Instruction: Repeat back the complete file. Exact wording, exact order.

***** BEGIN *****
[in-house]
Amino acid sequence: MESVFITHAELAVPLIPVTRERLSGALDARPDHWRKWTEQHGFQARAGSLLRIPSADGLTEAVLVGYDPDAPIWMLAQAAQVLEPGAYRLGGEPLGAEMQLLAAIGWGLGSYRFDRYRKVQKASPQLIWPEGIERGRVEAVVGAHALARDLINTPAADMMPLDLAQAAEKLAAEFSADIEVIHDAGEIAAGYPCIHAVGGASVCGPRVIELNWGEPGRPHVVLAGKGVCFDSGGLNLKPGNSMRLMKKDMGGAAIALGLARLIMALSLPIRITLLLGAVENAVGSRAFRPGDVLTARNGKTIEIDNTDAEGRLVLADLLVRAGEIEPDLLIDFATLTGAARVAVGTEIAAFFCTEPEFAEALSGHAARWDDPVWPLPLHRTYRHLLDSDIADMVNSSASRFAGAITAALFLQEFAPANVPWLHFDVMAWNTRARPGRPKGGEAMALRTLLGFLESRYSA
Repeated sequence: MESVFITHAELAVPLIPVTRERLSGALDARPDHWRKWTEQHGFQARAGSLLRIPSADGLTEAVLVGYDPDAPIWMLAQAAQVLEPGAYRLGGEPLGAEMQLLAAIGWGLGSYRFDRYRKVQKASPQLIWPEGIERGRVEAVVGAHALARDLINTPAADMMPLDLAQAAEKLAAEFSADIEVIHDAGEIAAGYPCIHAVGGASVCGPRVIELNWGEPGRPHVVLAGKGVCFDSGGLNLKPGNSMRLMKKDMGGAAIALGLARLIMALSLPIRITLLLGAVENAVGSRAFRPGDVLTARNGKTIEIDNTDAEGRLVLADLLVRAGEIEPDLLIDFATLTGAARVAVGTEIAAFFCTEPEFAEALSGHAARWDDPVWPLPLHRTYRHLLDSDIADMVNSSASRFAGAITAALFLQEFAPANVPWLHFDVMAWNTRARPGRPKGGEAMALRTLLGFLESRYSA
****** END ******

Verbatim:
[in-house]
Amino acid sequence: MESVFITHAELAVPLIPVTRERLSGALDARPDHWRKWTEQHGFQARAGSLLRIPSADGLTEAVLVGYDPDAPIWMLAQAAQVLEPGAYRLGGEPLGAEMQLLAAIGWGLGSYRFDRYRKVQKASPQLIWPEGIERGRVEAVVGAHALARDLINTPAADMMPLDLAQAAEKLAAEFSADIEVIHDAGEIAAGYPCIHAVGGASVCGPRVIELNWGEPGRPHVVLAGKGVCFDSGGLNLKPGNSMRLMKKDMGGAAIALGLARLIMALSLPIRITLLLGAVENAVGSRAFRPGDVLTARNGKTIEIDNTDAEGRLVLADLLVRAGEIEPDLLIDFATLTGAARVAVGTEIAAFFCTEPEFAEALSGHAARWDDPVWPLPLHRTYRHLLDSDIADMVNSSASRFAGAITAALFLQEFAPANVPWLHFDVMAWNTRARPGRPKGGEAMALRTLLGFLESRYSA
Repeated sequence: MESVFITHAELAVPLIPVTRERLSGALDARPDHWRKWTEQHGFQARAGSLLRIPSADGLTEAVLVGYDPDAPIWMLAQAAQVLEPGAYRLGGEPLGAEMQLLAAIGWGLGSYRFDRYRKVQKASPQLIWPEGIERGRVEAVVGAHALARDLINTPAADMMPLDLAQAAEKLAAEFSADIEVIHDAGEIAAGYPCIHAVGGASVCGPRVIELNWGEPGRPHVVLAGKGVCFDSGGLNLKPGNSMRLMKKDMGGAAIALGLARLIMALSLPIRITLLLGAVENAVGSRAFRPGDVLTARNGKTIEIDNTDAEGRLVLADLLVRAGEIEPDLLIDFATLTGAARVAVGTEIAAFFCTEPEFAEALSGHAARWDDPVWPLPLHRTYRHLLDSDIADMVNSSASRFAGAITAALFLQEFAPANVPWLHFDVMAWNTRARPGRPKGGEAMALRTLLGFLESRYSA